The article highlighted the favourable report from the Office for Standards in Education on the quality of education provided in these schools. As you mentioned, David Bell, the chief inspector, described the quality of teaching as generally good and, quite rightly, made positive comments about the guidance provided by Focus Learning Trust itself.
However, I was less impressed by other aspects of your report. While accepting that you have to inform the reader about certain aspects of the Brethren and give a balanced view, you seemed to give a negative slant to the main features of the sect. Surely praise from Ofsted, difficult as it is to achieve, should be stressed rather than underplayed?
I am not a member of the Brethren but have taught Brethren children for nearly five years and am currently head of one of their schools. In addition, having previously taught in a state school for 24 years, I can offer informed comparisons between the private and public sectors.
The comments by Keith Porteous Wood ignore the benefits of a Focus education. These children are not handicapped by lack of access to modern technology, such as IT, television and videos. On the contrary, many have more highly-developed study and research skills than their counterparts in state education.
Furthermore, they are generally motivated and hard working, possibly due to the influence of their religious background, and therefore generally seem to value education more highly than many students in the state sector.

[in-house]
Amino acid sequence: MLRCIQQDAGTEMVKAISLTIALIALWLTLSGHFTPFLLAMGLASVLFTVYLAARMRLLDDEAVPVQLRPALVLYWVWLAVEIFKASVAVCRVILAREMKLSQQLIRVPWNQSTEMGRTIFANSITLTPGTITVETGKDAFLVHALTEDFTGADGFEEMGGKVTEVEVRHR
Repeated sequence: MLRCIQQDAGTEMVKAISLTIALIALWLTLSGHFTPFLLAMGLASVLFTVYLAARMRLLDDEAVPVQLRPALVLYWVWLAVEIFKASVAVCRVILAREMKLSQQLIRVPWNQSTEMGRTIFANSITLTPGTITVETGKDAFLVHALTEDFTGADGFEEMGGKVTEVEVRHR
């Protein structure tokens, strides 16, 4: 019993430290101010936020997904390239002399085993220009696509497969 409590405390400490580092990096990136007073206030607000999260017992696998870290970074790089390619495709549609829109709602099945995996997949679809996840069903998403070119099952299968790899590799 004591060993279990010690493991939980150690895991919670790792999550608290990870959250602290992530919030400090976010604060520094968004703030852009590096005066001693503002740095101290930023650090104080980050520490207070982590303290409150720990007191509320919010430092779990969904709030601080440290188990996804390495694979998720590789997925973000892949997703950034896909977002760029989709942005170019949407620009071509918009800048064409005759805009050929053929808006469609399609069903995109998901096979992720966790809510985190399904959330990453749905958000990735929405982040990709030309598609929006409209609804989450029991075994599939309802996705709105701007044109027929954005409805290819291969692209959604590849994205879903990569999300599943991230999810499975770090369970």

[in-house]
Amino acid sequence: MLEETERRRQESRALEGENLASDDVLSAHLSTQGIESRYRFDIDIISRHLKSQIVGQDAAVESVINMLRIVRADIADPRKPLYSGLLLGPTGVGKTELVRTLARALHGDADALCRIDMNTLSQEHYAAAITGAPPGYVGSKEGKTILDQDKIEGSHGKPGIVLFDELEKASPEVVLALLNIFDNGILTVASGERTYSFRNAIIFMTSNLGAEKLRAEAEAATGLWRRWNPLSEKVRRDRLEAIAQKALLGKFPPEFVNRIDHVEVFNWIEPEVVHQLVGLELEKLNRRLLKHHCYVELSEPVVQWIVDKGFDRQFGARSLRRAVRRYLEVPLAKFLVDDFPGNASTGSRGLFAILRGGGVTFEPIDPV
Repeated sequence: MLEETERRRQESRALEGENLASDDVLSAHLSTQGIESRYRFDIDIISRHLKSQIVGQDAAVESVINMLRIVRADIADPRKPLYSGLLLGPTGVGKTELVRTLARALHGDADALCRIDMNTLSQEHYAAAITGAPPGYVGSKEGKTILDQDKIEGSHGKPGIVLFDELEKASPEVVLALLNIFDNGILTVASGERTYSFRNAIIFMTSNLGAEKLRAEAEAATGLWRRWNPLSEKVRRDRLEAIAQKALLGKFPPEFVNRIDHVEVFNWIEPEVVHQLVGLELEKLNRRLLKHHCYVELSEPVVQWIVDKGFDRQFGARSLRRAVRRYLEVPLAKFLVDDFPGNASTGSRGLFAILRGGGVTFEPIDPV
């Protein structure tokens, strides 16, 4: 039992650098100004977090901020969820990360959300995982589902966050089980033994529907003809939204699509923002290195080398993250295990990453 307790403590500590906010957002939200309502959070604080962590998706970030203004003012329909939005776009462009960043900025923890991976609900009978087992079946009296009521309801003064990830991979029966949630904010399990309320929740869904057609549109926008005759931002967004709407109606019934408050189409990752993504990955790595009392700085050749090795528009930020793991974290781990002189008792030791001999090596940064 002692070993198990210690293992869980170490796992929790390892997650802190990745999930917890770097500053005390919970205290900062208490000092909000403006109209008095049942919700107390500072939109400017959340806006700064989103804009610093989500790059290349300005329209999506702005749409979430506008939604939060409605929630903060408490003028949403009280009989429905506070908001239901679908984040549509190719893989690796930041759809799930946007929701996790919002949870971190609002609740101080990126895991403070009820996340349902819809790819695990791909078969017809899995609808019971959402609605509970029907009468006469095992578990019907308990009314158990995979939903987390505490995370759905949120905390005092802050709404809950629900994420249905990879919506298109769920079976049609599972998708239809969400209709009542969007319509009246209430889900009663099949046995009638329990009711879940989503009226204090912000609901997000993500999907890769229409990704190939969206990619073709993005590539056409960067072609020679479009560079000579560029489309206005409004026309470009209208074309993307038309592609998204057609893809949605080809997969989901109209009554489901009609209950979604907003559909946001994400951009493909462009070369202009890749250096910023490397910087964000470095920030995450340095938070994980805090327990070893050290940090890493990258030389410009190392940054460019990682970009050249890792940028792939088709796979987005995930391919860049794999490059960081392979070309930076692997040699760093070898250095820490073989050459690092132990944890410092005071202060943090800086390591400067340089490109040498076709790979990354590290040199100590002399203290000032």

They work well individually but also as a team. This is especially shown in PE where, although competitive, the students are prepared to spontaneously applaud the opposition, especially in football if they score a well-worked goal.
They have not been adversely affected by the media in their attitude to football. They do not question refereeing decisions and are honest about throw-ins and corners. What a breath of fresh air.
Furthermore, you quote the experiences of only one teacher from a Focus school. How typical is this of all teachers in these schools? Those that I work with genuinely seem to enjoy teaching these students. Indeed your article may make teacher recruitment more difficult for many of these schools.
All in all, Brethren children seem very contented with their lifestyle and this is reflected in their attitude to schooling. They are generally a pleasure to teach.
SJ Waugh Moordale Academy Sowerby Road Middlesbrough